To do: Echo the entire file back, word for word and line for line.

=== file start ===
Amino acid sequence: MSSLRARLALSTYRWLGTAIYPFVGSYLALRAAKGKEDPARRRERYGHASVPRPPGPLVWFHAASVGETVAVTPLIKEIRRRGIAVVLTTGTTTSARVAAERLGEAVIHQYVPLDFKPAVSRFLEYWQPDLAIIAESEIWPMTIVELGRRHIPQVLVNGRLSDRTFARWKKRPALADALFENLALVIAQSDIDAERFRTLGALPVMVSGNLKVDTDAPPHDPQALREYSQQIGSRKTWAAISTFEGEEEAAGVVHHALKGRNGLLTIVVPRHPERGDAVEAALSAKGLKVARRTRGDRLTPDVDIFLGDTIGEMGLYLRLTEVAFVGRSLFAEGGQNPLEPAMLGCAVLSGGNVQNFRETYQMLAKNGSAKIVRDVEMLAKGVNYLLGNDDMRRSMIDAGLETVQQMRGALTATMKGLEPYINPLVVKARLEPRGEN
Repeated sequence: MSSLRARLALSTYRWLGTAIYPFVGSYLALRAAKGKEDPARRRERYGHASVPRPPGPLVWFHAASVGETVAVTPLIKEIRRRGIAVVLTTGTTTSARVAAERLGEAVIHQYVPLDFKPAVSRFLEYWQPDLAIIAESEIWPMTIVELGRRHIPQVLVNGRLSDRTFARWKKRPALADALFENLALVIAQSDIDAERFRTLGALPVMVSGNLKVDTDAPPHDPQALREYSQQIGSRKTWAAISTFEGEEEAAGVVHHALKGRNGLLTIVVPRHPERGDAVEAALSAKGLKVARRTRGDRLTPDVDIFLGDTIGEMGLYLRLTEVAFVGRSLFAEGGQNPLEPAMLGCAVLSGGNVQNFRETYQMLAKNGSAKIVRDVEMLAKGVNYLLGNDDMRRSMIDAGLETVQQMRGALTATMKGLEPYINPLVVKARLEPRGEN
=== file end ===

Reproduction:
Amino acid sequence: MSSLRARLALSTYRWLGTAIYPFVGSYLALRAAKGKEDPARRRERYGHASVPRPPGPLVWFHAASVGETVAVTPLIKEIRRRGIAVVLTTGTTTSARVAAERLGEAVIHQYVPLDFKPAVSRFLEYWQPDLAIIAESEIWPMTIVELGRRHIPQVLVNGRLSDRTFARWKKRPALADALFENLALVIAQSDIDAERFRTLGALPVMVSGNLKVDTDAPPHDPQALREYSQQIGSRKTWAAISTFEGEEEAAGVVHHALKGRNGLLTIVVPRHPERGDAVEAALSAKGLKVARRTRGDRLTPDVDIFLGDTIGEMGLYLRLTEVAFVGRSLFAEGGQNPLEPAMLGCAVLSGGNVQNFRETYQMLAKNGSAKIVRDVEMLAKGVNYLLGNDDMRRSMIDAGLETVQQMRGALTATMKGLEPYINPLVVKARLEPRGEN
Repeated sequence: MSSLRARLALSTYRWLGTAIYPFVGSYLALRAAKGKEDPARRRERYGHASVPRPPGPLVWFHAASVGETVAVTPLIKEIRRRGIAVVLTTGTTTSARVAAERLGEAVIHQYVPLDFKPAVSRFLEYWQPDLAIIAESEIWPMTIVELGRRHIPQVLVNGRLSDRTFARWKKRPALADALFENLALVIAQSDIDAERFRTLGALPVMVSGNLKVDTDAPPHDPQALREYSQQIGSRKTWAAISTFEGEEEAAGVVHHALKGRNGLLTIVVPRHPERGDAVEAALSAKGLKVARRTRGDRLTPDVDIFLGDTIGEMGLYLRLTEVAFVGRSLFAEGGQNPLEPAMLGCAVLSGGNVQNFRETYQMLAKNGSAKIVRDVEMLAKGVNYLLGNDDMRRSMIDAGLETVQQMRGALTATMKGLEPYINPLVVKARLEPRGEN